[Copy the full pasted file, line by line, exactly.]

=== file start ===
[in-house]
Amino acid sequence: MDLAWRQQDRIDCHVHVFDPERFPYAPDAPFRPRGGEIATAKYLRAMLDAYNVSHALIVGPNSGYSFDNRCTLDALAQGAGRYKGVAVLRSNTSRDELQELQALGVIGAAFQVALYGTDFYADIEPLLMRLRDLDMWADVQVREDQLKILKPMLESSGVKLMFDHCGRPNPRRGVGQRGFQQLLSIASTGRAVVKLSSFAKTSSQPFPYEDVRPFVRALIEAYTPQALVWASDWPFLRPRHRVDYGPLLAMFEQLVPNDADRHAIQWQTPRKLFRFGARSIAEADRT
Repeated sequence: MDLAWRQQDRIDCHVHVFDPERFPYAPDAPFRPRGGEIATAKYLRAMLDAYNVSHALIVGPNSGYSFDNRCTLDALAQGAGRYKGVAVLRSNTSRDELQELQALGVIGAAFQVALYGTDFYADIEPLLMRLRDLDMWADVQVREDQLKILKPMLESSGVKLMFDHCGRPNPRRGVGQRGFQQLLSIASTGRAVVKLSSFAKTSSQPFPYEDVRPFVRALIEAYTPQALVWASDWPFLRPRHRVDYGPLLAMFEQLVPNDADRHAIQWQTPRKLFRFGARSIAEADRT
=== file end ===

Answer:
[in-house]
Amino acid sequence: MDLAWRQQDRIDCHVHVFDPERFPYAPDAPFRPRGGEIATAKYLRAMLDAYNVSHALIVGPNSGYSFDNRCTLDALAQGAGRYKGVAVLRSNTSRDELQELQALGVIGAAFQVALYGTDFYADIEPLLMRLRDLDMWADVQVREDQLKILKPMLESSGVKLMFDHCGRPNPRRGVGQRGFQQLLSIASTGRAVVKLSSFAKTSSQPFPYEDVRPFVRALIEAYTPQALVWASDWPFLRPRHRVDYGPLLAMFEQLVPNDADRHAIQWQTPRKLFRFGARSIAEADRT
Repeated sequence: MDLAWRQQDRIDCHVHVFDPERFPYAPDAPFRPRGGEIATAKYLRAMLDAYNVSHALIVGPNSGYSFDNRCTLDALAQGAGRYKGVAVLRSNTSRDELQELQALGVIGAAFQVALYGTDFYADIEPLLMRLRDLDMWADVQVREDQLKILKPMLESSGVKLMFDHCGRPNPRRGVGQRGFQQLLSIASTGRAVVKLSSFAKTSSQPFPYEDVRPFVRALIEAYTPQALVWASDWPFLRPRHRVDYGPLLAMFEQLVPNDADRHAIQWQTPRKLFRFGARSIAEADRT